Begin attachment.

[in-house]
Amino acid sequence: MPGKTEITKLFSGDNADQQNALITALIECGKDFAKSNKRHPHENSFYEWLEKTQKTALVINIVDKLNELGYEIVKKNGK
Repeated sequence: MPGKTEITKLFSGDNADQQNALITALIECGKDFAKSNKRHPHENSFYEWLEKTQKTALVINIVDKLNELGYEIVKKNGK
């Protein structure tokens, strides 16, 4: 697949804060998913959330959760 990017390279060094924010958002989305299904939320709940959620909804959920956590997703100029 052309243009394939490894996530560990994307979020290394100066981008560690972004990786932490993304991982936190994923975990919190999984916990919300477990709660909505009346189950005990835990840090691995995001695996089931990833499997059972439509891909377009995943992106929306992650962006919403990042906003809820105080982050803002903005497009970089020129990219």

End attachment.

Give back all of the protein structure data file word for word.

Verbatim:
[in-house]
Amino acid sequence: MPGKTEITKLFSGDNADQQNALITALIECGKDFAKSNKRHPHENSFYEWLEKTQKTALVINIVDKLNELGYEIVKKNGK
Repeated sequence: MPGKTEITKLFSGDNADQQNALITALIECGKDFAKSNKRHPHENSFYEWLEKTQKTALVINIVDKLNELGYEIVKKNGK
């Protein structure tokens, strides 16, 4: 697949804060998913959330959760 990017390279060094924010958002989305299904939320709940959620909804959920956590997703100029 052309243009394939490894996530560990994307979020290394100066981008560690972004990786932490993304991982936190994923975990919190999984916990919300477990709660909505009346189950005990835990840090691995995001695996089931990833499997059972439509891909377009995943992106929306992650962006919403990042906003809820105080982050803002903005497009970089020129990219």